What does it mean to be holy? As a bishop and spiritual director,  St. Francis de Sales was asked this question frequently, by people from all walks of life. In his conversations with them, he noticed that oftentimes our imagined idea of what holiness is about can be far removed from the concrete reality of our lives. 

In the first chapter of his Introduction to the Devout Life, Francis observed, “everyone paints devotion according to his own passions and fancies. A man given to fasting thinks himself very devout if he fasts, although his heart may be filled with hatred…
Another gladly takes a coin out of his purse and gives it to the poor, but he cannot extract kindness from his heart and forgive his enemies.” (IDL Part I, Ch. 1)

In other words, in our picture of holiness, we like to accent those aspects of the Christian life that we happen to already be good at, while ignoring those that challenge us and call us to conversion.

Furthermore, we often project our vision of holiness far into a very much hypothetical future. We preface our idea of holiness with the words, “if” and “when.”

If my classmates, my coworkers, my siblings, my family members weren’t so demanding, challenging, annoying – if they all got their act together – then I could be holy.

When I get to high school, when I get exactly the kind of job I want, the kind of retirement I want, when I no longer have to run around my life putting out other people’s fires (let’s never mind those fires I started myself…) – then I could spend more time with God and be holy.

In response to our excuses, Francis proposes that holiness is not something we wait for, to be attained when all the stars align and when we eventually win the lottery – holiness is to be found right here and right now.

Holiness, which Francis called devotion, has just one, simple criterion, that of charity:  What is the love of God and love of neighbor asking of me right now, in the unique circumstances of my life?

Francis writes, “God commands Christians, the living plants of his Church, to bring forth the fruits of devotion each according to his position and vocation. Devotion must be exercised in different ways by the gentleman, the worker, the servant, the prince, the widow, the young girl and the married woman. Not only is this true, but the practice of devotion must also be adapted to the strength, activities, and duties of each particular person…I ask you, is it fitting for a bishop to want to live a solitary life like a Carthusian [monk]…or for a skilled workman to spend the whole day in church? … No, true devotion does us no harm whatsoever, but instead perfects all things.” (IDL I.3)

In other words, it’s precisely in engaging with the unique, idiosyncratic, aggravating and lovable people and circumstances of our lives that holiness is to be found. In seeing what needs to be done in the here and now, the people that need to be listened to, affirmed, confronted, reconciled with, and doing all of this with love,  not dragging our feet, but as Francis writes, doing so “promptly, actively, diligently” (IDL I.1), offering each of these actions and encounters to God – that’s where and when holiness is to be found.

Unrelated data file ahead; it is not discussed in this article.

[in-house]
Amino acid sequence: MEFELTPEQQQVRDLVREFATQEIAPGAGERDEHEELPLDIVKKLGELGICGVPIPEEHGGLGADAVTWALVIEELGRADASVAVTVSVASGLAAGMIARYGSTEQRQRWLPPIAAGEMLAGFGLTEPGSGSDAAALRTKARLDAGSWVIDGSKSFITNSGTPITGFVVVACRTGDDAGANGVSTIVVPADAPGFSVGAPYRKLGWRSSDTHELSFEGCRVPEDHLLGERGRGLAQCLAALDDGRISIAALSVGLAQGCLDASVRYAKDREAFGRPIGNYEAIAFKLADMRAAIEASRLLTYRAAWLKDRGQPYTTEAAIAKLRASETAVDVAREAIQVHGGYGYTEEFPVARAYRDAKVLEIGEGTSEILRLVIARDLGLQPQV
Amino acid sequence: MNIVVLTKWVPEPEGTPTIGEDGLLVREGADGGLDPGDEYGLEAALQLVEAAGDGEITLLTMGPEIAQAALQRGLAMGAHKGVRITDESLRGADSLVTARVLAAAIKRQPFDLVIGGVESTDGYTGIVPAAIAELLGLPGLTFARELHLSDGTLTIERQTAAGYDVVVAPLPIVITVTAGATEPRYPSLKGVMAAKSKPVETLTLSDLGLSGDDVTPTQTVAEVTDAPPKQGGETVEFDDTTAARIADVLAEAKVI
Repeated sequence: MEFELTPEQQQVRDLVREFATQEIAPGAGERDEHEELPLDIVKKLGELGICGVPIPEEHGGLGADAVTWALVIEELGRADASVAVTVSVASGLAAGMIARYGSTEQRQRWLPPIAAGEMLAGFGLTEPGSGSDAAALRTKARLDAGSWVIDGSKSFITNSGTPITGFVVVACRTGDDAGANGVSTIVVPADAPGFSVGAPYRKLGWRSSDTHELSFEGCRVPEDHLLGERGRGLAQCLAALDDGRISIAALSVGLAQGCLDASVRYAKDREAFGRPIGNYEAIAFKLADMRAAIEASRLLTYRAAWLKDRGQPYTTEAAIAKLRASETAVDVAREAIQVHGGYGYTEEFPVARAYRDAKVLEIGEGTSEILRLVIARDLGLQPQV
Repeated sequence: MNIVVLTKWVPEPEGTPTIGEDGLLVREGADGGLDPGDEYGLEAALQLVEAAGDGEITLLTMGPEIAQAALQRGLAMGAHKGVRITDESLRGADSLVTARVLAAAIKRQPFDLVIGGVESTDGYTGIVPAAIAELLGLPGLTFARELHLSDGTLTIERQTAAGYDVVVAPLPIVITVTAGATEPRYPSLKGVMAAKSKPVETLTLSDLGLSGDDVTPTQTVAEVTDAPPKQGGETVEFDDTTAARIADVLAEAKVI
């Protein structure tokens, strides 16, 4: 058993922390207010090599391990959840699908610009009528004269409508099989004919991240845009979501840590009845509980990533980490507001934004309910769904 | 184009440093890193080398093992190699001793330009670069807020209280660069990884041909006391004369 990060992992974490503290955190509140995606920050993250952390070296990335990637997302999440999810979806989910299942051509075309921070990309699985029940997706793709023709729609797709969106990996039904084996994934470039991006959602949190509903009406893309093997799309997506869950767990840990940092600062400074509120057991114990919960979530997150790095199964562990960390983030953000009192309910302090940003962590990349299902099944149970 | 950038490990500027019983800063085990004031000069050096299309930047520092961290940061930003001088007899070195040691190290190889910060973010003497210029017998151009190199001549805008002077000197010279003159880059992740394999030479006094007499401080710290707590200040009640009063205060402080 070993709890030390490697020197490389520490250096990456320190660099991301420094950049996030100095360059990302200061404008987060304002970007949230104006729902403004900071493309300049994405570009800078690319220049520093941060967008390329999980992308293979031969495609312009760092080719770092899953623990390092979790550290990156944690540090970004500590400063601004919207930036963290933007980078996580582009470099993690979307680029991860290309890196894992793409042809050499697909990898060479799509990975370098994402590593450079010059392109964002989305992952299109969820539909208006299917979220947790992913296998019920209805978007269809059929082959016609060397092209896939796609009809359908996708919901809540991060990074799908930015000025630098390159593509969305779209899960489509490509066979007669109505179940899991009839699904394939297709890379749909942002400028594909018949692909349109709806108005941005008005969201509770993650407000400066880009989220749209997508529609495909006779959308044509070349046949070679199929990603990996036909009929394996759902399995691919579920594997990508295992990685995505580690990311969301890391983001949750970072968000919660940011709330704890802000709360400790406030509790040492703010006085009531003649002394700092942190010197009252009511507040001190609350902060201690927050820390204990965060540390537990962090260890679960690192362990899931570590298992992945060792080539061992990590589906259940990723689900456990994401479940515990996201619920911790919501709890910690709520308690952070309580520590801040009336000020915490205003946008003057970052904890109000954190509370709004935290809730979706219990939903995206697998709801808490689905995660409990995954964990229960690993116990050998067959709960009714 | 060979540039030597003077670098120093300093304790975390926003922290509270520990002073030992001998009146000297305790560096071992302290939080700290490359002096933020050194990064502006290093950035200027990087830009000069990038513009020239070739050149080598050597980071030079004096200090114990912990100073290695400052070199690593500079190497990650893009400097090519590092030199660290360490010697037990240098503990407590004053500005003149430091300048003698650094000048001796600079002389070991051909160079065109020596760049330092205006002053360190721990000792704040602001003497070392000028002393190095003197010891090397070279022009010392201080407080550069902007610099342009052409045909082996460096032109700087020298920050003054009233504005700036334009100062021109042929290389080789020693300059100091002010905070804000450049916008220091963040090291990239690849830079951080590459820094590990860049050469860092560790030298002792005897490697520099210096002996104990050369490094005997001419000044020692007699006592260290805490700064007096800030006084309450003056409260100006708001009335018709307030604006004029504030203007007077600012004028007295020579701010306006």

Having just participated in the Eucharist, which Francis calls the “sun of all spiritual exercises” (IDL II.14), may we ask for God’s grace to perform all of our actions today with him and through love for him, offering to him in advance all the good we shall do and accepting all the difficulty we shall meet, trusting always in the abundance of God’s love. (Spiritual Directory, Article 1)


St. Francis de Sales, Introduction to the Devout Life, trans. John K. Ryan (New York: Image, 2003).

The Spiritual Directory of St. Francis de Sales,

Thomas F. Dailey, OSFS. Live Today Well: St. Francis de Sales’s Simple Approach to Holiness (Manchester, NH: Sophia Institute, 2015).

Sunday, January 19, 2020

Euthanasia: Dark Prophecies Coming True

I can think of only two really famous twentieth-century monsignors. I’m excluding Fulton Sheen since he went on to be a bishop—and I’m too modest to put myself on the list!

The two famous monsignors were both writers and both were received into the Catholic Church from the Church of England. Both of them were the sons of Anglican archbishops, one who was even the Archbishop of Canterbury.

Monsignor Ronald Knox was a brilliant wit and a classical scholar. His one-man translation of the Bible is a beautiful book and just one literary accomplishment among many.

But it’s Monsignor Robert Hugh Benson whom I want to introduce this morning, for a particular reason.

Unlike the more scholarly Monsignor Knox, Benson was a writer of popular fiction, including some ghost and horror stories. Most of what he wrote is now forgotten—except for one book. That book, which he wrote in 1907, is not a horror story but it was the most frightening book I have ever read.

It took me weeks to read Lord of the World,* because I could only manage a few pages at a time. It’s what’s called a dystopian novel—a novel, like Huxley’s Brave New World twenty-five years later, that presents the opposite of utopia: a society of darkness and oppression.

Lord of the World could be called science fiction, but it’s also a work of prophecy and warning. Both Pope Francis and Pope Benedict have said so.

I’m not writing a book review here—although Pope Francis himself apologized to reporters for giving a commercial for the book during an interview.

I’m talking about Lord of the World because it opens a window into the world of euthanasia.

As I said, the book could be called science fiction. One of the most amazing things that appears is air travel. Just four years after the Wright Brothers’ first flight, Benson describes airliners, which he calls volors.